CNBNews Special Report (Part 2):
Gloucester City School Supt. Joseph Rafferty on Christie's Fairness Formula
Gloucester City School Supt. Joseph Rafferty on Christie's Fairness Formula
Related: Part 3 The Numbers Don't Lie
William E. Cleary Sr. | CNBNewsnet
GLOUCESTER CITY N.J.--Gloucester City Public School Superintendent Joseph Rafferty was asked his opinion on Governor Christie's "Fairness Formula. CNBNews also asked the superintendent to compare test scores of students from previous years with those of today. Rafferty's prepared statement to both questions is below. Also included are remarks from South Jersey mayors and state officials. Gloucester City is one of 31 Abbott Districts that have received special funding from the state because of being a low-income community. Research has shown that the City has received close to $1 billion since being designated as such 22 years ago. This is the second part of a three-part series. CNB will give its opinion on Gloucester's City Abbott District on Wednesday.
Question: If given the chance what would you say to Gov. Christie’s claim that even though Gloucester City has received millions of dollars in state aid over those 22 years the students are still failing?
The New Jersey State Constitution has been the measuring stick to which the Department of Education has measured the New Jersey student’s education rights. The New Jersey Constitution guaranteed that all students in the State of New Jersey would have the right of a “thorough and efficient’ education.
In 1873 the Constitutional Commission updated the 1844 Constitution. They saw the need to improve public education. They saw it as unfair that the students who came from less fortunate economic conditions were not able to receive the education to obtain a quality life. It was believed that enhancing education was a way to improve the economy.
The members of the Constitutional Commission set wording to the New Jersey Legislature that provides for a “rudimentary” education. Members of the 1874 legislature felt that limiting what the state could provide to “rudimentary” would mean that some children would have more education opportunities than others, depending on where they lived.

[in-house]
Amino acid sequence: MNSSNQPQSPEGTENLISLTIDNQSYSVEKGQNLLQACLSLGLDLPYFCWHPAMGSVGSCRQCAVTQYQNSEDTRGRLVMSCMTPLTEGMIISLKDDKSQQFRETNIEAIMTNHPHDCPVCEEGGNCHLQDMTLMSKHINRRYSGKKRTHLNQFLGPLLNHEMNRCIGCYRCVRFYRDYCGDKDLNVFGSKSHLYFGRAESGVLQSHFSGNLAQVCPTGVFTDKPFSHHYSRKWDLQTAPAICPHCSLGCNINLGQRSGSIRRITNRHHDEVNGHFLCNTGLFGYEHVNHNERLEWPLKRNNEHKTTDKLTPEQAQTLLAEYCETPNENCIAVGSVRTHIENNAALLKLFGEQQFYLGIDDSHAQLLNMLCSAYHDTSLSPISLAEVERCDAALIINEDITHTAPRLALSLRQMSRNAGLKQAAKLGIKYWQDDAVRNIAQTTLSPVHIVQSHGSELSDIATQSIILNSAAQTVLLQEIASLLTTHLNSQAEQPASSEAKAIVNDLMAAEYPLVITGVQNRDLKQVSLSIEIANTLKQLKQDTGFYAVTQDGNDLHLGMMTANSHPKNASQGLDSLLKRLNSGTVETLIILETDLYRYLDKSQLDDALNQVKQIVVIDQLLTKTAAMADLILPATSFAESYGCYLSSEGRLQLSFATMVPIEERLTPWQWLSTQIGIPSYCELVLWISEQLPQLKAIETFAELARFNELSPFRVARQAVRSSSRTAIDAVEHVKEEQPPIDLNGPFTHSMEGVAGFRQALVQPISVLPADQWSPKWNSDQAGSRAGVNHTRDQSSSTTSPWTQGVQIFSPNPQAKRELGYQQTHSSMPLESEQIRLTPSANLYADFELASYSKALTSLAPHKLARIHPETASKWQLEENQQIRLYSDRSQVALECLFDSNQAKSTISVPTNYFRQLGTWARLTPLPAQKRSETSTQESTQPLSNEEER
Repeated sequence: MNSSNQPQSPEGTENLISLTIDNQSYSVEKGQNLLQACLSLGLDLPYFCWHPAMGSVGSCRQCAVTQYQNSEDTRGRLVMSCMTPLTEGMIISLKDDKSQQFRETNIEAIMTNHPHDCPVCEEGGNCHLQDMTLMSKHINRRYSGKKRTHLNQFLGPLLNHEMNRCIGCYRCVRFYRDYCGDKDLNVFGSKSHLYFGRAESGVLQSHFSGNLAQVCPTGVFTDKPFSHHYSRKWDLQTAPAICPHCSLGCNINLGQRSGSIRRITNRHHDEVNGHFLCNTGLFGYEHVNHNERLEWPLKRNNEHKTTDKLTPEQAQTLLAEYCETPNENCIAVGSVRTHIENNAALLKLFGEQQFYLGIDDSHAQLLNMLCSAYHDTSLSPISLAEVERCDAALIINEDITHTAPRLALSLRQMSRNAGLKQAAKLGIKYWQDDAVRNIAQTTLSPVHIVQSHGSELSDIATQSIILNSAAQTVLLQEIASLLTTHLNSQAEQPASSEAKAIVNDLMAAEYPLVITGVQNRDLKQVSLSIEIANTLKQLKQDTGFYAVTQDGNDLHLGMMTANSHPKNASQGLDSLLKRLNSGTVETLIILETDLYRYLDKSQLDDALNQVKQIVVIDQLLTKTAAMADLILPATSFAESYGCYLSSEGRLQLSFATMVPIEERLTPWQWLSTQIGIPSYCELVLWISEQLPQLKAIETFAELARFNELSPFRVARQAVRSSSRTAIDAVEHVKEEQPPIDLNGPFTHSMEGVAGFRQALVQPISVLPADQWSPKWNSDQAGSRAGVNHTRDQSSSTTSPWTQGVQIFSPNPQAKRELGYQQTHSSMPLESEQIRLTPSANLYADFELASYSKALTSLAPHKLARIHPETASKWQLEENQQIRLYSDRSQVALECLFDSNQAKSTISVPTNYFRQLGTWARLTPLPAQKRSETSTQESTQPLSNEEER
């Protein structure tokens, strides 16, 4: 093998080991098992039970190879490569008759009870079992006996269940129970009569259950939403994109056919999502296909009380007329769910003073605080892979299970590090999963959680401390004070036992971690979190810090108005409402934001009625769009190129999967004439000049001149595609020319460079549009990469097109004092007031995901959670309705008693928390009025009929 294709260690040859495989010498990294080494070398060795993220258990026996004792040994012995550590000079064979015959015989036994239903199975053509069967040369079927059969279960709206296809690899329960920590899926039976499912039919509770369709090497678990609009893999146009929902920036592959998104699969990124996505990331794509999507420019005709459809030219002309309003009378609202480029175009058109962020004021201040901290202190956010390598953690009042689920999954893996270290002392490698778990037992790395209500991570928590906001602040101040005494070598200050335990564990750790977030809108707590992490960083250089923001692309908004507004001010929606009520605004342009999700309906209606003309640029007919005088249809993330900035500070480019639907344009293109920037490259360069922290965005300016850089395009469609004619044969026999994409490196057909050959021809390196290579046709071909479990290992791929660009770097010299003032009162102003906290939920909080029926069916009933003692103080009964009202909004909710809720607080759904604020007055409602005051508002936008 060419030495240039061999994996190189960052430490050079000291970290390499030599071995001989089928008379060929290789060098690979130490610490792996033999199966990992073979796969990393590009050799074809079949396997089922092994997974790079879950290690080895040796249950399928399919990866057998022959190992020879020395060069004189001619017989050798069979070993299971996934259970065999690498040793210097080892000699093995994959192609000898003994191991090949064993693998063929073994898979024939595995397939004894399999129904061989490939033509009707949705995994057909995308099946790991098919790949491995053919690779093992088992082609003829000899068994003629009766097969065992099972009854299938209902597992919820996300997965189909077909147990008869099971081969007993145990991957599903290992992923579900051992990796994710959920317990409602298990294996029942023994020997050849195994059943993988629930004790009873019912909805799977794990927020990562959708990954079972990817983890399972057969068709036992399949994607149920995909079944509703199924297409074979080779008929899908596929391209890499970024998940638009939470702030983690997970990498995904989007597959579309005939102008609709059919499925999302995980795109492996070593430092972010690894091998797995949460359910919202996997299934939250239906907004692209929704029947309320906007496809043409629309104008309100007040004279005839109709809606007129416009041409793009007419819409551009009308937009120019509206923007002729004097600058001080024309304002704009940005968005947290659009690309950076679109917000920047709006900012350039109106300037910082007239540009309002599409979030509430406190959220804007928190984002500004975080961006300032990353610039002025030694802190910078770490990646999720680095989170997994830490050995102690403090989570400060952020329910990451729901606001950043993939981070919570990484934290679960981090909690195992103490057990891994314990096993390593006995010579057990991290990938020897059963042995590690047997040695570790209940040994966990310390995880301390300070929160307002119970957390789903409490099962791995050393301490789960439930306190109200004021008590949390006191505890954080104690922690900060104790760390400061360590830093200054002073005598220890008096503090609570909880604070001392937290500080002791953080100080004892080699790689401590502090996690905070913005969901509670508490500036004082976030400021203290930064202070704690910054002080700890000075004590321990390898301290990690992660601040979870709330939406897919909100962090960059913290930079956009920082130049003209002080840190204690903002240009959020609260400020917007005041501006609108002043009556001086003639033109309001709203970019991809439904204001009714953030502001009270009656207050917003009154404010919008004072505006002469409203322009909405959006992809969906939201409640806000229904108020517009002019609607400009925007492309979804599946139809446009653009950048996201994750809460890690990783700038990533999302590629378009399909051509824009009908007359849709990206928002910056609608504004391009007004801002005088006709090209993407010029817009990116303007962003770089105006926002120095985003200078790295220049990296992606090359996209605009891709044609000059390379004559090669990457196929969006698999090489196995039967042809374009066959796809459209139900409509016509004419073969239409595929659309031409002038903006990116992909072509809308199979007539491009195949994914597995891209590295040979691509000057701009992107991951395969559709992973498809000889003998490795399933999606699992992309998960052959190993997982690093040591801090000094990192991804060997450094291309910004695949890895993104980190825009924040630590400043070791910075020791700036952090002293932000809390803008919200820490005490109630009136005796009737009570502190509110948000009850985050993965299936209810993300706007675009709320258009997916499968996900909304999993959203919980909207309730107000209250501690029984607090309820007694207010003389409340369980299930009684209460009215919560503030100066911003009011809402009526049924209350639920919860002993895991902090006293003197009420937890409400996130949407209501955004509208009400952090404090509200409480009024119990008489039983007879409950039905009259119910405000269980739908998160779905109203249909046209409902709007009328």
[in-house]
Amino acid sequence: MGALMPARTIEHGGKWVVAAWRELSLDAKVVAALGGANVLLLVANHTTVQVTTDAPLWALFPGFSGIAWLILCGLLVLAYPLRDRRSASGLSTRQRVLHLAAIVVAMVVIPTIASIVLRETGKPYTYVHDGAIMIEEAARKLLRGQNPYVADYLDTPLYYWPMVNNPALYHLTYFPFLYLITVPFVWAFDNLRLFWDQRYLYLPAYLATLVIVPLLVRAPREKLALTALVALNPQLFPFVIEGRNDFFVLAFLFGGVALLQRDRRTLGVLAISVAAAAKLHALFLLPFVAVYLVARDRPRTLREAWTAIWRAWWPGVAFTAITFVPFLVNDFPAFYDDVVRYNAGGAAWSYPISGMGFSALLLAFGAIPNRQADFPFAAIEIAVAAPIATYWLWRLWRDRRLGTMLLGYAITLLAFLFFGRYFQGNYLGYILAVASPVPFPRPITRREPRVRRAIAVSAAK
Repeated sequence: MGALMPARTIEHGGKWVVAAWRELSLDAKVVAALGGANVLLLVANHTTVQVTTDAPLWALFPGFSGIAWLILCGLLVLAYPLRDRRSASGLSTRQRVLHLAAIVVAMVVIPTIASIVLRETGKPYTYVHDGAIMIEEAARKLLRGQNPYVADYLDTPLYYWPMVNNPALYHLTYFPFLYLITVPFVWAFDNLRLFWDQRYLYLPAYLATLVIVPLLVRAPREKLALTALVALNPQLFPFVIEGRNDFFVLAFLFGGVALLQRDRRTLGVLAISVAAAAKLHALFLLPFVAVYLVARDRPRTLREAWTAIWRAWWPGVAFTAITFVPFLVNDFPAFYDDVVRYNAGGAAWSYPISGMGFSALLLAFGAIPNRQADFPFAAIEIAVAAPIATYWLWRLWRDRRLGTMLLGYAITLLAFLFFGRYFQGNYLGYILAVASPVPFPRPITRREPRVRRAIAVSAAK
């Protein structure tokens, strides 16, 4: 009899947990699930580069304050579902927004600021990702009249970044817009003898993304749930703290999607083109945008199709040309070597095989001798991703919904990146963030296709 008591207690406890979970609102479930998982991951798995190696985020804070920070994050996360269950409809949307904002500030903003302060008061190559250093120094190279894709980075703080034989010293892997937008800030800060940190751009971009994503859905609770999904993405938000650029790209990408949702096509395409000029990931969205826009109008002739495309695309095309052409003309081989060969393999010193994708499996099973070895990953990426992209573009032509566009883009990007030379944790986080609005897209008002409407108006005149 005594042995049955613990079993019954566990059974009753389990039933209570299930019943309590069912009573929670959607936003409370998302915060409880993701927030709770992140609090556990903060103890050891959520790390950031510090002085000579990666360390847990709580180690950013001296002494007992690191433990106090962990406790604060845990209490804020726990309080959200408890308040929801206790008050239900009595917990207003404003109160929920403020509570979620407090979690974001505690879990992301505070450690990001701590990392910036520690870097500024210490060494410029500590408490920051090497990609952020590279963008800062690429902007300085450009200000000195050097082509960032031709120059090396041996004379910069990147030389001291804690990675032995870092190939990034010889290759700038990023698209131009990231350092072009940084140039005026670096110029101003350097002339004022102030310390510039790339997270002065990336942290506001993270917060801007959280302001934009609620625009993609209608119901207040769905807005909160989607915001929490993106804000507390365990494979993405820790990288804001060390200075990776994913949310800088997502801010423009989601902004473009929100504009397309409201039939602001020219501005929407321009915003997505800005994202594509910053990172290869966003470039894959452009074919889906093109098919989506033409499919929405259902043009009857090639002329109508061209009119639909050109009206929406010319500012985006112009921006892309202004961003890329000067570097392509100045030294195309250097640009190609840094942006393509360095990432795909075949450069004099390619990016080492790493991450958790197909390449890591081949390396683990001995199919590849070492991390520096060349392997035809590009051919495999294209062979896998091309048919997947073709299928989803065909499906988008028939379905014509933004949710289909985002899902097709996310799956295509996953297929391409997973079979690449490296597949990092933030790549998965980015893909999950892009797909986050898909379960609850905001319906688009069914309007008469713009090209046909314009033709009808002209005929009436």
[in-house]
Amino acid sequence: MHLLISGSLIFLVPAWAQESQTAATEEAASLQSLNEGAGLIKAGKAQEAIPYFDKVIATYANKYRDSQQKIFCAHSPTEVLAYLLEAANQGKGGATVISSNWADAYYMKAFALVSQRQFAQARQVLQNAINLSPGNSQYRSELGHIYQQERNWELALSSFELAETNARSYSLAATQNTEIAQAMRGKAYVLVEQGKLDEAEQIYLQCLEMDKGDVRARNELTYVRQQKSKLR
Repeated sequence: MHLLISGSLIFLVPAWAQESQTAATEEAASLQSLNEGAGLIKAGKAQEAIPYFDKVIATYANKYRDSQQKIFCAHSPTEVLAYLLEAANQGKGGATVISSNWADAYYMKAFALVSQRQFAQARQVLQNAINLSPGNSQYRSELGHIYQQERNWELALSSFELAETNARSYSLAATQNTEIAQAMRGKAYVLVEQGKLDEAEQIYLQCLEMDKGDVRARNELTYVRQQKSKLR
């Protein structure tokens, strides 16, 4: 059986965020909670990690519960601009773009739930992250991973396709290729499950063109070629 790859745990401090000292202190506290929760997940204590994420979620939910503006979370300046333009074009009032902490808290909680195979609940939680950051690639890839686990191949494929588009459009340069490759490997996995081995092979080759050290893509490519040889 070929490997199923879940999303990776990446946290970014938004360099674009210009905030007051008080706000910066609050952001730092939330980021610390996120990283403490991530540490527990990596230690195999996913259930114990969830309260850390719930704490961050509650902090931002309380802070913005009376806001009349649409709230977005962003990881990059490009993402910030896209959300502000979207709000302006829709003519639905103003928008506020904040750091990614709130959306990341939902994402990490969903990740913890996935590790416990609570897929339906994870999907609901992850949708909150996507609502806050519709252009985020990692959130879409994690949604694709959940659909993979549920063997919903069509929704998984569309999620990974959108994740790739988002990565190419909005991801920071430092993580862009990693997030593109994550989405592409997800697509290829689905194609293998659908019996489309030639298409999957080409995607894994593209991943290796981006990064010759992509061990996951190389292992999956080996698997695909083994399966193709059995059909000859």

The legislators argued that the state’s schools should be as good as private academies and this is the same argument today. Students should have the ability to get the same education no matter where they live. All students should have the right to the best opportunities for education. In 1874, the legislature voted to omit “rudimentary” and to say instead that the state would provide a “thorough and efficient” system of education.
When you look at the way that the Governor Christie’s “Fairness Formula” reads, it seems to me that he would like to put the word “rudimentary education” back into the New Jersey State Constitution and remove the concepts of “thorough and efficient”. I believe that not only is it the constitutionally right thing to work toward all students having an opportunity for a “thorough and efficient” education but also I believe that is the moral thing to do. The New Jersey judicial system has framed out this fundamental right in several legal rulings in which the New Jersey Department of Education is following.
In the Courier-Post on Friday July 29th Chris Christie was quoted in an article by Hannan Adely entitled “Christie hopes court will back education plan”. Governor Christie’s hope is based on the fact that as he stated, “This is a whole new court we have before us.” He believes that a flat sum of $ 6,599.00 would be paid for each student no matter where they live or the area’s income levels. He stated that the current funding formula is “scandalous”. He goes on to say that, “This is where you choose to live, you should be able to live here. It shouldn’t be property taxes that you send to 31 districts that prevents you from living in your home.” His focus is on that fact that people should have a choice to live in one place due to their economic situation or life style.